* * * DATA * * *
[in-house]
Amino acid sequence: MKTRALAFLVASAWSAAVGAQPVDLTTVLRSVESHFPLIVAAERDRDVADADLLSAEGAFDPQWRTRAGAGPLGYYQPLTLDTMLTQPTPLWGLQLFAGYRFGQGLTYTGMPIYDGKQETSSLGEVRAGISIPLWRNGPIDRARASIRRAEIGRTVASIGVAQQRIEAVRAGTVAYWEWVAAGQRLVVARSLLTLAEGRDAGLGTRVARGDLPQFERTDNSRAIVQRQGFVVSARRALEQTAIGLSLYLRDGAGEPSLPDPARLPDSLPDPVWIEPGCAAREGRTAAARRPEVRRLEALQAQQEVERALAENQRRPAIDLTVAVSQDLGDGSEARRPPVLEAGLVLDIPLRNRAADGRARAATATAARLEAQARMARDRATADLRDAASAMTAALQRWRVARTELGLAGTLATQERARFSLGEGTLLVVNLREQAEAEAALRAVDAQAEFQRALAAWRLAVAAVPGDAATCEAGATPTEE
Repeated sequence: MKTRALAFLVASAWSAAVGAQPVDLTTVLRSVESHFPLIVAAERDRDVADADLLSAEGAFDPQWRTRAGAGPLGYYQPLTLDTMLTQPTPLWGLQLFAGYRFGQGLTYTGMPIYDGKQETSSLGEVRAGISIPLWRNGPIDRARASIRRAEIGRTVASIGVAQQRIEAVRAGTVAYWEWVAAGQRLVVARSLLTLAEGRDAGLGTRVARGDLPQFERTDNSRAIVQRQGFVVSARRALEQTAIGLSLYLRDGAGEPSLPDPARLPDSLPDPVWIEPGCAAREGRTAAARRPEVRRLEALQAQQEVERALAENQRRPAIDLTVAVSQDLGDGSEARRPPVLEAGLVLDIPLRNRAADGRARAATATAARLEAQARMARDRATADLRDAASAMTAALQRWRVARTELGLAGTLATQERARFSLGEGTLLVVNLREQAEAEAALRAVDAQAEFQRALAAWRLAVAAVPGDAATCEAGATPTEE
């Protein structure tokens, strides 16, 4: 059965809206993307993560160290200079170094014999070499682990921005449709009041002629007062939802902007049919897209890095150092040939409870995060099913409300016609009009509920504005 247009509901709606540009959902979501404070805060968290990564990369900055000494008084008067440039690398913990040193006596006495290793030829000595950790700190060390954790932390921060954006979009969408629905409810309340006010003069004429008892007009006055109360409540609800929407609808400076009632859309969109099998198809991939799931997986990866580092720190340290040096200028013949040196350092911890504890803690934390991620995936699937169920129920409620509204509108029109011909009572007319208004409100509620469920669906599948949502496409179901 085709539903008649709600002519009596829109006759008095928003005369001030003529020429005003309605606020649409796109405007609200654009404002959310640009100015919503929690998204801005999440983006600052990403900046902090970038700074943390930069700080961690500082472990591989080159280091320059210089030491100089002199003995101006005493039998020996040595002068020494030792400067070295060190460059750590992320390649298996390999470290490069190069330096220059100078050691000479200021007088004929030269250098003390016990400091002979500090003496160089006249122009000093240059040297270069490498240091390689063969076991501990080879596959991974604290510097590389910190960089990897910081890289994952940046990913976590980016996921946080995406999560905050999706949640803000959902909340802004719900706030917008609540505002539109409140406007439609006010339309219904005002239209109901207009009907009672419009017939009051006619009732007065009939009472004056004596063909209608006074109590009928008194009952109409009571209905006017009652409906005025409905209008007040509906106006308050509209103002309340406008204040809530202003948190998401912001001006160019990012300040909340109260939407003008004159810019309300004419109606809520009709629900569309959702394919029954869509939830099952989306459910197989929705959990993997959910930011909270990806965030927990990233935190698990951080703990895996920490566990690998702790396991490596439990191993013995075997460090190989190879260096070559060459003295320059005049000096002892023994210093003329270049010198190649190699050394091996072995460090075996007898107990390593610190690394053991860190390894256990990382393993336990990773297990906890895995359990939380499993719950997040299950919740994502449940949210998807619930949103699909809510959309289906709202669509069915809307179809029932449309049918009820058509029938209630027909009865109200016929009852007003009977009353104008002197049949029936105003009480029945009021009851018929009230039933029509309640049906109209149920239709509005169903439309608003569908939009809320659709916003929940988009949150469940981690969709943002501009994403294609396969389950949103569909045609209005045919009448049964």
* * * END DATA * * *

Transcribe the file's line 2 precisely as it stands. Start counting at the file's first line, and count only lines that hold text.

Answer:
Amino acid sequence: MKTRALAFLVASAWSAAVGAQPVDLTTVLRSVESHFPLIVAAERDRDVADADLLSAEGAFDPQWRTRAGAGPLGYYQPLTLDTMLTQPTPLWGLQLFAGYRFGQGLTYTGMPIYDGKQETSSLGEVRAGISIPLWRNGPIDRARASIRRAEIGRTVASIGVAQQRIEAVRAGTVAYWEWVAAGQRLVVARSLLTLAEGRDAGLGTRVARGDLPQFERTDNSRAIVQRQGFVVSARRALEQTAIGLSLYLRDGAGEPSLPDPARLPDSLPDPVWIEPGCAAREGRTAAARRPEVRRLEALQAQQEVERALAENQRRPAIDLTVAVSQDLGDGSEARRPPVLEAGLVLDIPLRNRAADGRARAATATAARLEAQARMARDRATADLRDAASAMTAALQRWRVARTELGLAGTLATQERARFSLGEGTLLVVNLREQAEAEAALRAVDAQAEFQRALAAWRLAVAAVPGDAATCEAGATPTEE